In my mail at work the other day I received a copy of “For I Was Hungry,” an editorial series run this summer by the central Maine newspapers the Kennebec Journal and Morning Sentinel. The series is about hunger in Maine, manifested in what has come to be called “food insecurity.” Food insecurity is, depending on who you choose to listen to and believe, just a fancy term for hunger, or a more precise and measurable way of expressing how certain you are of your next meal.
Working in a local government that operates a food pantry, I have some direct experience with poverty and hunger in our area. But “For I Was Hungry” helped bring into focus many of the causes and effects of hunger in our own country, our own communities, or our own homes. Reading the comments posted on the articles also left me with a sense of how deeply conflicted we are when faced with an issue like hunger, how easy it is to find fault with other people, and the lengths to which people will go to deny that there is a problem.
Reading this series reminded me of another, “Hunger in America,” run by National Public Radio in 2005. Honestly, though being busy with work and family has kept me from posting about this sooner, I also have had a hard time figuring out just what I think about this, this and another major social issue I posted about recently, health care (also a subject at BrianKaneOnline today). Actually, what I think about the existence of hunger, the lack of inadequate health care and a dyfunctional health care delivery system in our country can be summed up in one word: WRONG. That said, I have been trying to come up with a more articulate and well-reasoned statement and just can’t.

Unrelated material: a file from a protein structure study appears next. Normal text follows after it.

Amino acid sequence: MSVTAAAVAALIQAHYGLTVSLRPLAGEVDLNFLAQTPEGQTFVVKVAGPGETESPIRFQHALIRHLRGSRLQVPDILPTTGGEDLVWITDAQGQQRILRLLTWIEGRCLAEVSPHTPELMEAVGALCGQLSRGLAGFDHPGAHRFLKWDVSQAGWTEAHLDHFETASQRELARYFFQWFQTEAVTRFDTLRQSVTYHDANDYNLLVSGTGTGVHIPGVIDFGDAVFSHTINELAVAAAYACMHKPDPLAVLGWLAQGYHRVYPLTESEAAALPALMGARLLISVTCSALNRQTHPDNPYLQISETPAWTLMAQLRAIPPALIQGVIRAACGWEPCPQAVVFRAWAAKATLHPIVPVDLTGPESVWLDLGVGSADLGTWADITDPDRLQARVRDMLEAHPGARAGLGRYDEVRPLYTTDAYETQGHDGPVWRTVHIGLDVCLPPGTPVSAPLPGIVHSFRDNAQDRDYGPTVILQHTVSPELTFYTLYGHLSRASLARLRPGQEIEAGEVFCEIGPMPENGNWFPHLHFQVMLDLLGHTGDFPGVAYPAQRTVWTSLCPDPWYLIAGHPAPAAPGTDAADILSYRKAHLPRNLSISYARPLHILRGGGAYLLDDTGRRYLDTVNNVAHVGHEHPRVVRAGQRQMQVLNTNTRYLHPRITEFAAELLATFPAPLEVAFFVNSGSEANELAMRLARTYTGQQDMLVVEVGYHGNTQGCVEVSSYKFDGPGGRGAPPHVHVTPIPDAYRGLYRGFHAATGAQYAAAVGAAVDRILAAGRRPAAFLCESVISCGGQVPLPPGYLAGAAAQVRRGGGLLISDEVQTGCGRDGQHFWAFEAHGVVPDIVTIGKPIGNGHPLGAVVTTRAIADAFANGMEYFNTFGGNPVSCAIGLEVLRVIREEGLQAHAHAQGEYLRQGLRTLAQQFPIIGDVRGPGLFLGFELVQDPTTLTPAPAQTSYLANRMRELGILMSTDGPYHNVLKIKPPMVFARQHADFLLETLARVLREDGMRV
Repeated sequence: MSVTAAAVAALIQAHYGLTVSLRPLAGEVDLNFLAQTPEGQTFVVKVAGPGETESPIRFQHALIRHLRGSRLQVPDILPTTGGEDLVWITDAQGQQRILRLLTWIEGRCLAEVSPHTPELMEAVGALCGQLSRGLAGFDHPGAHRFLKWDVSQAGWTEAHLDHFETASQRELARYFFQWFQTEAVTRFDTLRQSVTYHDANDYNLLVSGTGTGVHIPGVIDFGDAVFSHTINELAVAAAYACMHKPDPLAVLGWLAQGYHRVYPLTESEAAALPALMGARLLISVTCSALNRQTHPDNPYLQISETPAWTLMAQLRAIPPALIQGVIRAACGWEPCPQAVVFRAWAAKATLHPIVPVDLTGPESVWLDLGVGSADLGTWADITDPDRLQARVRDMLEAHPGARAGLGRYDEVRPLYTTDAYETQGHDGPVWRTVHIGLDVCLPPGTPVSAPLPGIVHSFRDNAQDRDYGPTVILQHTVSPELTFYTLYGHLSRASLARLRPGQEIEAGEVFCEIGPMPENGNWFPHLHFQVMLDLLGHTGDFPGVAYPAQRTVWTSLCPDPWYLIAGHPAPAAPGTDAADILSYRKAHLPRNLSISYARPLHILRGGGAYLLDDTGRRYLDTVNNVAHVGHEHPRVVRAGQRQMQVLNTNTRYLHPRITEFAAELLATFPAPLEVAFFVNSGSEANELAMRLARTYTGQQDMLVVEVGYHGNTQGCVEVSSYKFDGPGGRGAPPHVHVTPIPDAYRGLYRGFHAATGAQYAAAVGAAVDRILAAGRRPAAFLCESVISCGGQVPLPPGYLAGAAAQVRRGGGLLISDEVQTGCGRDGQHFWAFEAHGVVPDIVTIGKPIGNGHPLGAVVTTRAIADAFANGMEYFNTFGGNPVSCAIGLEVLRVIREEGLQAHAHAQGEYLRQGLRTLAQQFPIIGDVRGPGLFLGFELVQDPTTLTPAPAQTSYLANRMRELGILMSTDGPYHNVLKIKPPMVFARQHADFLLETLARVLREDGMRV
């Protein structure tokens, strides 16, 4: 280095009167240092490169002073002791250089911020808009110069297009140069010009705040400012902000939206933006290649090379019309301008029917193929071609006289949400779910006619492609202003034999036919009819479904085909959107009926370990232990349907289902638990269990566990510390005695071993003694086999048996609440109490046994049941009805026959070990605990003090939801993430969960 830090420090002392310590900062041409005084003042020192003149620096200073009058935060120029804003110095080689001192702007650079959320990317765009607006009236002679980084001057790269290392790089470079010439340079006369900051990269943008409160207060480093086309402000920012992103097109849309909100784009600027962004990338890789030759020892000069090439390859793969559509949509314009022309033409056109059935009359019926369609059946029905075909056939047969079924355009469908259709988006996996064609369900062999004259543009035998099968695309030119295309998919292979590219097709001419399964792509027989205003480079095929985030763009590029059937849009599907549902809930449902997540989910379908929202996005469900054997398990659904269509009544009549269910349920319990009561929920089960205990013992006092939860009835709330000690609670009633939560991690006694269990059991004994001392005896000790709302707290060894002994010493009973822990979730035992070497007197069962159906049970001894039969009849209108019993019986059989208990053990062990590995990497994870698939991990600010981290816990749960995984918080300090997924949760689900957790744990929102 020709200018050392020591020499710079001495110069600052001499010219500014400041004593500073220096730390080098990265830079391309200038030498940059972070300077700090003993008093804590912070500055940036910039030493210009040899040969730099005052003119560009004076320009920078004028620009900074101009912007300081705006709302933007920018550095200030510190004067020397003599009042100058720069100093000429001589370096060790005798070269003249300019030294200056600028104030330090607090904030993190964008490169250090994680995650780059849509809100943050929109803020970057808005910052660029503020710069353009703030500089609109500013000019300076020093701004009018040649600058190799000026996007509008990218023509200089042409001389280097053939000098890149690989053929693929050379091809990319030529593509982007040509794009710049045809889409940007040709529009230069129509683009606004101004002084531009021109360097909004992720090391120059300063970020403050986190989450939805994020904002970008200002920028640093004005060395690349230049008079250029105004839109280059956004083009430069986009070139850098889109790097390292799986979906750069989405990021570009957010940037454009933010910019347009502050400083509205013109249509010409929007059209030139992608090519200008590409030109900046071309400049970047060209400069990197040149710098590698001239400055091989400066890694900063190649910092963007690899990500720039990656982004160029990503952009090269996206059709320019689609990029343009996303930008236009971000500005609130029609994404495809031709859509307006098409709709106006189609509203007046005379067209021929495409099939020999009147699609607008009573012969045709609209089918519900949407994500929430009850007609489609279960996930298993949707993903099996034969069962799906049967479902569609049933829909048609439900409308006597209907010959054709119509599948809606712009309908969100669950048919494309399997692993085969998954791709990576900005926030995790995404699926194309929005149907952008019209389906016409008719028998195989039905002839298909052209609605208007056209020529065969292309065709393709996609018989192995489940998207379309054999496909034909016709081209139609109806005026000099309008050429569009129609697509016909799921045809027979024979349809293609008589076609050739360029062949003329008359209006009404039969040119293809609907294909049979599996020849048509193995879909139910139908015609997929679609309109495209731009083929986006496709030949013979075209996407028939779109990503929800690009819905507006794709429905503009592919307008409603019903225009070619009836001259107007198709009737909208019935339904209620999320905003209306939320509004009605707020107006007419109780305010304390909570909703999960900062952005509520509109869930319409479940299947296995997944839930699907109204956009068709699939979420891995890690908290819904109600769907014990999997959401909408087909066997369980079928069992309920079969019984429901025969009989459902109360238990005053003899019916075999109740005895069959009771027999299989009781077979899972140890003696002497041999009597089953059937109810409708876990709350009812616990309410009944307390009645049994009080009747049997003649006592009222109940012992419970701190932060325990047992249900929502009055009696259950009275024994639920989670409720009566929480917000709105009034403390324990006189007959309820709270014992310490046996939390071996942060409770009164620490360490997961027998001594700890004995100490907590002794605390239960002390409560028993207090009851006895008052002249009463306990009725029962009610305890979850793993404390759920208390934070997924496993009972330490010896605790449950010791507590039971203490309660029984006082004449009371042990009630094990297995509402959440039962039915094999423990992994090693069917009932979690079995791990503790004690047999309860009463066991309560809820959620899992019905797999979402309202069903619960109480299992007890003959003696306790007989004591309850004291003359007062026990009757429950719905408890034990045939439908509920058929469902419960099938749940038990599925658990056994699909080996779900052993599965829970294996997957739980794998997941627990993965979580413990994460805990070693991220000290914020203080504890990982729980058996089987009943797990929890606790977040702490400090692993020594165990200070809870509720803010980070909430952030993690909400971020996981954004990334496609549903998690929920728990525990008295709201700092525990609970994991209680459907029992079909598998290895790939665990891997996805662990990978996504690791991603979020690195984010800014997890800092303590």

The causes of hunger, as they are for the state of health care and health care delivery, are many, interrelated, and complex. But saying that they are large, complex problems simply cannot be an excuse to do nothing. That we will not be able to come up with the “perfect” solution, a “silver bullet,” does not mean we can’t do anything.
The question is, where to start?
Guess that mailing had its intended effect.